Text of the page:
Jesus of Nazareth: From the Baptism in the Jordan to the Transfiguration

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Jesus of Nazareth
First edition cover
AuthorPope Benedict XVI
Cover artistJean Traina
CountryUnited States
Publication date
May 15, 2007
Media typePrint
Followed byJesus of Nazareth: Holy Week 

Jesus of Nazareth: From the Baptism in the Jordan to the Transfiguration (German: Jesus von Nazareth. Von der Taufe im Jordan bis zur Verklärung) is the first of a series of books on the life and teachings of Jesus of Nazareth, written by Pope Benedict XVI, published in three volumes. It was published by Doubleday in 2007.

In the book's introduction, the pope explicitly states that the treatise is in "no way an exercise of the magisterium," but rather an "expression of his personal search for the face of the Lord."

The ten chapters cover the bulk of Jesus' public ministry, encompassing subjects and events such as Christ's baptism at the hands of John the Baptist, the Sermon on the Mount, the meaning of the parables, the Calling of the Twelve, the Confession of Peter, and the Transfiguration.

Two other volumes were published by Benedict on Jesus: they are called Jesus of Nazareth: Holy Week (2011) and Jesus of Nazareth: The Infancy Narratives (2012).

Ratzinger began writing book in the summer of 2003. In the following year the first four chapters were ready. After the election to the papal throne he wrote six more, postponing the writing of a possible second volume. The book adopts the historical method with the aim of describing the "Jesus of the Gospels as the real Jesus, as the 'historical Jesus' in the true sense of the expression."[1]

The resurrection[edit]

On pages 273 and 274, Pope Benedict XVI concludes three observation on Jesus's resurrection:

1) Jesus did not simply return to normal biological life as one who by the laws of biology would eventually have to die again

2) Jesus is not a ghost. In other words, he does not belong to the realm of the dead but is somehow able to reveal himself in the realm of the living.

3) Nevertheless the encounters with the risen Lord are not the same as mystical experiences in which the human spirit is momentarily drawn aloft out of itself and perceives the realm of the divine and eternal only to return then to the normal horizon of its existence. Mystical experience is a temporary removal of the soul's spatial and cognitive limitations. But it is not an encounter with a person coming toward me from without. Saint Paul clearly distinguished his mystical experience in 2 Corinthians 12 from his encounter with the risen Lord on the road to Damascus in Acts 9. The former was a mystical event, the latter a historical one.[2]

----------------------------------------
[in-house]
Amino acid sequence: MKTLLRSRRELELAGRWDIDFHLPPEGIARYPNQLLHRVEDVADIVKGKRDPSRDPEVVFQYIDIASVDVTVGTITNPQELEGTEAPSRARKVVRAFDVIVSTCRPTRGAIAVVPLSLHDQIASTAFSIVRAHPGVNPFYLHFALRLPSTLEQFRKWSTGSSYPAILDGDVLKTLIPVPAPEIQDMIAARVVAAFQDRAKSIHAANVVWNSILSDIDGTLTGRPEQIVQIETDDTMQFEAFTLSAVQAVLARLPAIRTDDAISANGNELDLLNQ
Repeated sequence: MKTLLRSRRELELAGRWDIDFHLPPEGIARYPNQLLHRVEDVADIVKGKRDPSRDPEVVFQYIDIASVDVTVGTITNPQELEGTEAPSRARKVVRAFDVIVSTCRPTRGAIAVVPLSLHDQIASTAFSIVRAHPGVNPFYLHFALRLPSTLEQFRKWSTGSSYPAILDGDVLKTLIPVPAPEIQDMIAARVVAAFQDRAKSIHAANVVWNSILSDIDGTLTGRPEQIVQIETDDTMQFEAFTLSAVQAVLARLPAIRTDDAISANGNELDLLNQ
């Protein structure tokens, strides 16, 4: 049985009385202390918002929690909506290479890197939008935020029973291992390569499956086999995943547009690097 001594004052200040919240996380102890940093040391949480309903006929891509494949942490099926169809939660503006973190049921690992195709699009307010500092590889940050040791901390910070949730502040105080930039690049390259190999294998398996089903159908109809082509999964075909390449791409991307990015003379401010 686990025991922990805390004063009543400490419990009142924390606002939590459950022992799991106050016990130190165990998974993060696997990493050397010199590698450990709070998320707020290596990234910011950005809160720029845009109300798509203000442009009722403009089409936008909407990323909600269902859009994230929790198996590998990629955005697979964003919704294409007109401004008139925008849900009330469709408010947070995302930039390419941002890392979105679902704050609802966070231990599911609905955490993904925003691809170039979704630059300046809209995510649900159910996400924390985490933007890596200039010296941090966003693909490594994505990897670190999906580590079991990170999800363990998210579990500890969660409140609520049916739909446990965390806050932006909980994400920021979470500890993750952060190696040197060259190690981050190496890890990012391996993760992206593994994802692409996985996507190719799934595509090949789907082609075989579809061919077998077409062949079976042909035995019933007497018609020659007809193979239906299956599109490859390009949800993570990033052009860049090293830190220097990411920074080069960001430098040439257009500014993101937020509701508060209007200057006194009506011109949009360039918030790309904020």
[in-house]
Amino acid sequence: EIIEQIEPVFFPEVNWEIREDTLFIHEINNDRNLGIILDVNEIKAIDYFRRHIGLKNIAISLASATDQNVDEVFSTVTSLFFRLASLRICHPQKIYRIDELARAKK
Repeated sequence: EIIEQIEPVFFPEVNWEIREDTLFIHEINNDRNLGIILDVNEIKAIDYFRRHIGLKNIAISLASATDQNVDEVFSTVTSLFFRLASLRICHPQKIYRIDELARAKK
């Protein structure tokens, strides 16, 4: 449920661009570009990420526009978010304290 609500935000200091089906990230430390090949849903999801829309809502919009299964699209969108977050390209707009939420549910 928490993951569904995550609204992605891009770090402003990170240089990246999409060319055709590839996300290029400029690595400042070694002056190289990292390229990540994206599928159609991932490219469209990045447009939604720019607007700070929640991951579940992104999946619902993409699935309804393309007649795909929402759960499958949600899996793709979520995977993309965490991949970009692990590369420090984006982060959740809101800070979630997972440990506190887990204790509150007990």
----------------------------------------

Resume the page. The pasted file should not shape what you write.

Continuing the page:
Writing in the conservative journal First Things, Richard B. Hays (Duke Divinity School) praised Pope Benedict for trying to find a common point between Christology and the historical Jesus, but criticized him for relying too much on 20th century scholars (such as Joachim Jeremias, Rudolf Schnackenburg and C.H. Dodd) and for ignoring studies by more recent scholars such as E. P. Sanders, N. T. Wright, Dale Allison jr., John P. Meier and Raymond E. Brown SS, the last two of whom are Roman Catholics. He also notes that the Pontiff relies too much on the Gospel of John, using the Synoptic Gospels only to integrate Johannine narrative.[3]

Speaking with the National Catholic Register, Jewish scholar Géza Vermes was also critical of Benedict's book, accusing the Pope of being ignorant of the recent developments of New Testament scholarship. The Pope was defended against such accusations by Swiss Roman Catholic Cardinal Georges Cottier on the same publication.[4]

British agnostic scholar Maurice Casey was also critical toward the book: in his work Jesus of Nazareth: An Independent Historian's Account of His Life and Teaching, Casey criticized the Pope for relying too much on the Gospel of John and notes that if such a book was written by a New Testament scholar, it would have attracted much less attention.[5]

In Germany, criticism also came from skeptical scholar Gerd Lüdemann,[6] while the book was praised by conservative scholar Klaus Berger.[7]


  1. ^ Sandro Magister (November 27, 2006). "Ratzinger Corrects the Books About Jesus – And Writes a New One". Rome: L'Espresso.
  2. ^ Joseph Ratzinger: Jesus of Nazareth pg. 273
  3. ^ "Benedict and the Biblical Jesus | Richard B. Hays". First Things. 7 August 2007. Retrieved 2021-09-12.
  4. ^ "Bible scholar rips pope's book, warns of chilling effect". National Catholic Reporter. 2008-05-19. Retrieved 2021-09-12.
  5. ^ Casey, Maurice (2010-12-30). Jesus of Nazareth: An Independent Historian's Account of His Life and Teaching. A&C Black. pp. 29–30. ISBN 978-0-567-64517-3.
  6. ^ Lüdemann, Gerd (26 April 2007). "Papst Benedikts Jesus-Buch: "Eine peinliche Entgleisung"". Der Spiegel (in German). Retrieved 2021-09-12.
  7. ^ Mitternacht, Dieter (2012). "Pope Benedict's historical validation of Jesus'P incarnation". In Zetterholm, Magnus; Byrskog, Samuel (eds.). The Making of Christianity: Conflicts, Contacts, and Constructions: Essays in Honor of Bengt Holmberg. Pennsylvania State University Press. ISBN 978-1575068176.

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